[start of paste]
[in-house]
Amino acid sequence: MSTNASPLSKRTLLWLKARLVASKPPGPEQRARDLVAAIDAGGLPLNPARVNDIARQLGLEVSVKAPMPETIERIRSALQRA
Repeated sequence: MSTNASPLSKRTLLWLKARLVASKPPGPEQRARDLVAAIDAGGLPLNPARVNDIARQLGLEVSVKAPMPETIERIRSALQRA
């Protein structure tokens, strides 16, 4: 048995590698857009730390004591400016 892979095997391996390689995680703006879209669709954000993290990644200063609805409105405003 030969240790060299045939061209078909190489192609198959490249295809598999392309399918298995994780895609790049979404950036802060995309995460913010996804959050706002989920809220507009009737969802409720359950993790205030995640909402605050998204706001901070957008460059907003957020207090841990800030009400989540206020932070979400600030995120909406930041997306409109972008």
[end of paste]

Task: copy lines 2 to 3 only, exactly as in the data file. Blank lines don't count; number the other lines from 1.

Amino acid sequence: MSTNASPLSKRTLLWLKARLVASKPPGPEQRARDLVAAIDAGGLPLNPARVNDIARQLGLEVSVKAPMPETIERIRSALQRA
Repeated sequence: MSTNASPLSKRTLLWLKARLVASKPPGPEQRARDLVAAIDAGGLPLNPARVNDIARQLGLEVSVKAPMPETIERIRSALQRA